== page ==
[concurrency-interest] Java Memory Model and ParallelStream
shade at redhat.com
Fri Mar 6 06:44:57 EST 2020
On 3/6/20 12:11 PM, Luke Hutchison wrote:
> ...which is why I specifically excluded inlining in my original question (or said consider the state
> after all inlining has taken place). I realize that inlining doesn't just happen at compiletime, and
> the JIT could decide at any point to inline a function, but I want to ignore that (very real)
> possibility to understand whether reordering can take place across method boundaries _if inlining
> never happens_.
That is an odd exclusion. Inlining is the mother of all optimizations: it expands the optimization
scope. But even "if" formal inlining does not happen, you can devise the closed-world/speculatve
optimizations that peek into method implementations and use that knowledge to optimize. Coming up
with the concrete example is counter-productive, IMO, because it plays into caring about
implementation specifics, rather than the high-level guarantees.
> > There's no "element-wise volatile" array unless you resort to using an AtomicReferenceArray,
> > which creates a wrapper object per array element, which is wasteful on computation and space.
> Not really related to this question, but: VarHandles provide "use-site" volatility without
> "def-site" volatility. In other words, you can access any non-volatile element as if it is volatile.
> Thanks for the pointer, although if you need to create one VarHandle per array element to guarantee
> this behavior,
No, you don't need a VH per array element, you can have one that accepts the array and the index:
> then that's logically no different than wrapping each array element in a wrapper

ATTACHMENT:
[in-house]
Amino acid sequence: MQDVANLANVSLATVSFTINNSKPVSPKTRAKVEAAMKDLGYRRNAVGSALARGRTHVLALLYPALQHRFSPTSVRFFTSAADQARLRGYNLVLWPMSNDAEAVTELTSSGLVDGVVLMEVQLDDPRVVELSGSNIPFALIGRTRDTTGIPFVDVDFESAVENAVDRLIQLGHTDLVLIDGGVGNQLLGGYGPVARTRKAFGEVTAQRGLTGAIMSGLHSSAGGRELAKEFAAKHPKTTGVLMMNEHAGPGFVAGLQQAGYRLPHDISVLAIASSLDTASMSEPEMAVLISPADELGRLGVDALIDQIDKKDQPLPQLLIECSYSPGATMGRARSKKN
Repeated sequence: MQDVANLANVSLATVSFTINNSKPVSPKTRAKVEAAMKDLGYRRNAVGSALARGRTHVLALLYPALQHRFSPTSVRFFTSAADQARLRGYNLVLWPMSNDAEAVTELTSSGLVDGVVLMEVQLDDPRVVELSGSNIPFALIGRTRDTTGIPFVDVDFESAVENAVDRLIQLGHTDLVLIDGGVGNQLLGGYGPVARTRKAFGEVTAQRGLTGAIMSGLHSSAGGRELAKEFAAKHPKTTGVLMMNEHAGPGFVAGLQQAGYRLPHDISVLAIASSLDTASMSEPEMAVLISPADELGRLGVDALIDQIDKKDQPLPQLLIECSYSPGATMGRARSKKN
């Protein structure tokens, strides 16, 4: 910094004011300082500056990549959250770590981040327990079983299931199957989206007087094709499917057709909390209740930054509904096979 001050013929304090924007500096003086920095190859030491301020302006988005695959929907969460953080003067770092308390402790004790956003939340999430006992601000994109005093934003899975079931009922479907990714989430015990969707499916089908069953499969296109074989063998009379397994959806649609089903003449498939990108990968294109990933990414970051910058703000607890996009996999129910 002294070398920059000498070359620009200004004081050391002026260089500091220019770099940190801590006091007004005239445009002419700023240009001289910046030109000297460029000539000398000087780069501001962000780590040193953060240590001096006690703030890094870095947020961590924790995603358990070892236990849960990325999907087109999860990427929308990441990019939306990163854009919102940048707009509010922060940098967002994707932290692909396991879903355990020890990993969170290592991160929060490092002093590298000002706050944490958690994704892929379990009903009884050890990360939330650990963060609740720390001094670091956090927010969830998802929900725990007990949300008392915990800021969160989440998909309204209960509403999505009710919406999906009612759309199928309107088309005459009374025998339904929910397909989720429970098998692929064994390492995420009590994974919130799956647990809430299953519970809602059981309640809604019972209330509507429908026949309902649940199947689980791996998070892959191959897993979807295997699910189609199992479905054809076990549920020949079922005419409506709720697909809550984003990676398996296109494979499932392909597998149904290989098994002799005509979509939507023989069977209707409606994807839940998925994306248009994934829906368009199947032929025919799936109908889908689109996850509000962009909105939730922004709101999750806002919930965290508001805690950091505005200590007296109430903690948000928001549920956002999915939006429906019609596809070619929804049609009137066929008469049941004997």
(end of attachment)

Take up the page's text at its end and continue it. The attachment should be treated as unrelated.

> object with AtomicReferenceArray.
No, it is not the same. AtomicReferenceArray gives you one additional indirection to its own array.
VarHandle can do the operation _on the array you give it_.
> I guess fundamentally I was asking if any memory reordering (or cache staleness) can happen across
> synchronization barriers. It sounds like that is not the case, due to synchronization barriers
> implementing a computational "happens-before" guarantee, which enforces the same "happens-before"
> total ordering on memory operations across the barrier.
Tell me what do you mean by "Synchronization barrier" (and how it relates to the what you are
asking, to avoid XY Problem), and then we can talk about what properties does it have. Loosely
defined things can have whatever properties :)
Otherwise, look, high-level guarantees are the king. They do not force you to know the low-level
details. In just about every parallel implementation everything that worker threads do
happens-before their thread/task termination/publication, and thread/result termination/publication
happens-before the detection/acquisition of the result.
It is not really relevant how that detection/acquisition happens:
- successful Thread.join() for a terminating worker; (guaranteed by JLS)
- successful Future.get() from executor; (guaranteed by package spec in java.util.concurrent.*)
- successful forEach for a parallel stream; (provided by extension?)
-------------- next part --------------
A non-text attachment was scrubbed...
Size: 833 bytes
Desc: OpenPGP digital signature
More information about the Concurrency-interest